J.K. Rowling is cancelled.
TikTok is cancelled.
President Trump is cancelled.
The Government of Hong Kong is cancelled.
Iran is cancelled.
Jeering crowds of critics, colleagues, trolls, students, activists, and strangers roar across the village square of the Internet. Gone are the days when we would have said the public held President Trump ‘to account’. No longer can we call the backlash against a celebrated author ‘tabloid controversy’. Digital applications, governments, and countries are now responsible in the court of global public opinion. Have they been ostracized, shamed, and singled out? Definitely. But cancelled? That is a new label with unclear ramifications and implications. If we had naively thought that the term was limited to targeting celebrities, we are finding out that anyone, online or offline, can now be cancelled.
Poised to be one of the agents curtailing free speech, critical research, and social injustice, cancel culture has pervaded many a stratum of society. Believed to have followed on the complacency-shattering heels of the ‘Me Too’ movement, cancel culture has firmly established itself in the larger public lexicon. It has given voice and power to the disenfranchised, the wronged, and those social media warriors who might finally have the chance to change the world through the comfort of their own homes. It is a social phenomenon in which popular support for an individual, group, company, or cultural and/or material product is removed due to moral justifications. It has its humble roots in the age-old tradition of public shaming.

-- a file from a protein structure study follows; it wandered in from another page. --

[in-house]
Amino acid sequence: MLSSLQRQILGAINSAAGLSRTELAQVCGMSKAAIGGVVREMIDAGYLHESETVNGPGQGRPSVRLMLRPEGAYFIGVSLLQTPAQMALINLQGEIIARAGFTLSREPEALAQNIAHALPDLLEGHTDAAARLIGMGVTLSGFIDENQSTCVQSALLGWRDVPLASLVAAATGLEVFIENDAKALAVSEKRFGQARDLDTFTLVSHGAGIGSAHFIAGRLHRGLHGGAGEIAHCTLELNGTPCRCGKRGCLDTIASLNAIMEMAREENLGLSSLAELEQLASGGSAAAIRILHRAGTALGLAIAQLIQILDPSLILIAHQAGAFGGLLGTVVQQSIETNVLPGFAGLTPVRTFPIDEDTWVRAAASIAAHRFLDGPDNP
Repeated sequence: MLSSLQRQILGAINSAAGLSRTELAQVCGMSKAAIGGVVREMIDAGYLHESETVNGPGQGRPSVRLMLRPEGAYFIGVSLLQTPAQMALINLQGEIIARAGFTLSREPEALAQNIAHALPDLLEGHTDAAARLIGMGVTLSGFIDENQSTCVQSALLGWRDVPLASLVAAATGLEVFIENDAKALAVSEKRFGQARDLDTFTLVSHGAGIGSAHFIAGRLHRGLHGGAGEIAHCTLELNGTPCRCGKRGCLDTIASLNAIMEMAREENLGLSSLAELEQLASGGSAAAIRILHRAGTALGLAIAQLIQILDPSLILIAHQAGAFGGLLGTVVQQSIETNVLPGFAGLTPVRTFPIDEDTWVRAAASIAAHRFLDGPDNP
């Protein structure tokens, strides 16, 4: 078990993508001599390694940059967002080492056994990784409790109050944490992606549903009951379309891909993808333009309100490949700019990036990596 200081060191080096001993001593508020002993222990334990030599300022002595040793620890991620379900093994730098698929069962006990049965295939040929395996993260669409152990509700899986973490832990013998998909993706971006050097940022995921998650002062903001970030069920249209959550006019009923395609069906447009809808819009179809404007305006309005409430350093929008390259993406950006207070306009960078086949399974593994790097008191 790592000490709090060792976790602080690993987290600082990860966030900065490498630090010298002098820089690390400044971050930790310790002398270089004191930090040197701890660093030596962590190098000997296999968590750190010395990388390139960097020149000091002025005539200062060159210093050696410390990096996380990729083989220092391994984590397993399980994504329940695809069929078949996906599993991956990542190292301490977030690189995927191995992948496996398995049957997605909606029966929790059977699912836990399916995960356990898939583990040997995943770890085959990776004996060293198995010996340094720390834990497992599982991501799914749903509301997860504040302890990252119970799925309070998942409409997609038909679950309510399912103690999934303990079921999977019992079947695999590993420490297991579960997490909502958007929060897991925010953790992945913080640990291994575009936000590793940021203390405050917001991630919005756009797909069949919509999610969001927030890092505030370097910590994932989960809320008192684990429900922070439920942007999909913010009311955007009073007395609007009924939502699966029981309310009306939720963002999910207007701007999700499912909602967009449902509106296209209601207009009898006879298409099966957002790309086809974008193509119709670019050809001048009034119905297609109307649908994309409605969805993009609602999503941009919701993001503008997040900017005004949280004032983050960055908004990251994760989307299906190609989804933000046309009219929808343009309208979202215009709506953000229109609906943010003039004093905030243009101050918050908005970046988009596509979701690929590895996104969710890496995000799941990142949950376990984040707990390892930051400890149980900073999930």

But cancel culture is facing a definitional crisis. The meaning might be understood, but the discrimination in its usage, impact, and aftermath is unclear. Unlike its humble predecessor, the traditional run of the mill public shaming by an angry mob, cancel culture is mainly driven by digital movements with the public at the helm. Cancellers (herein referring to those who propagate online social chatter to cancel) who are discontent with the old models of hierarchies and institutions can circumvent them to enforce punitive measures and conformity. While the rich and powerful have famously been subjected to online public shaming and ostracism, cancel culture’s ‘Reign of Terror’ does not discriminate as to who should and should not face beheading by the online guillotine.
The Twitter storm has called out public officials, religious leaders and celebrities alike, not only in the United States, but even in countries like the United Kingdom, India and Pakistan. However, the rich and powerful can weather the storm. Officials are transferred, superficial apologies are tweeted, and celebrities may lose endorsements at best. But regular people are subjected to a supercharged online trial and sentencing that calls for immediate ‘justice’ as part of a larger punitive catharsis. When ideological norms counter to their ‘odious views’ are enforced, regular folks stand to lose more than just Twitter followers.
Cancel culture’s core concern has been accountability; however, it does not operate within a binary framework of left vs. right. It is a feature of modern life and a political tool, but it is inherently an ideologically-neutral process that can be operated by any group. If judging a person one moment at a time, without understanding the whole picture, their background, their context, exposure and growth isn’t the ultimate goal, then what is? Accountability? Awareness? Sensitization? Ending harmful behavior? On that account, it is arguably succeeding. But if cancellers do not provide space for readjustment, reintegration, and improvement, then cancel culture will ultimately fail at making a better society. And people are not the only target of cancel culture’s McCarthy-esque witchhunts. Governments and corporations can also be targeted. This is where the weaponization of the digitally-mediated public sphere becomes a matter of incentivizing outrage.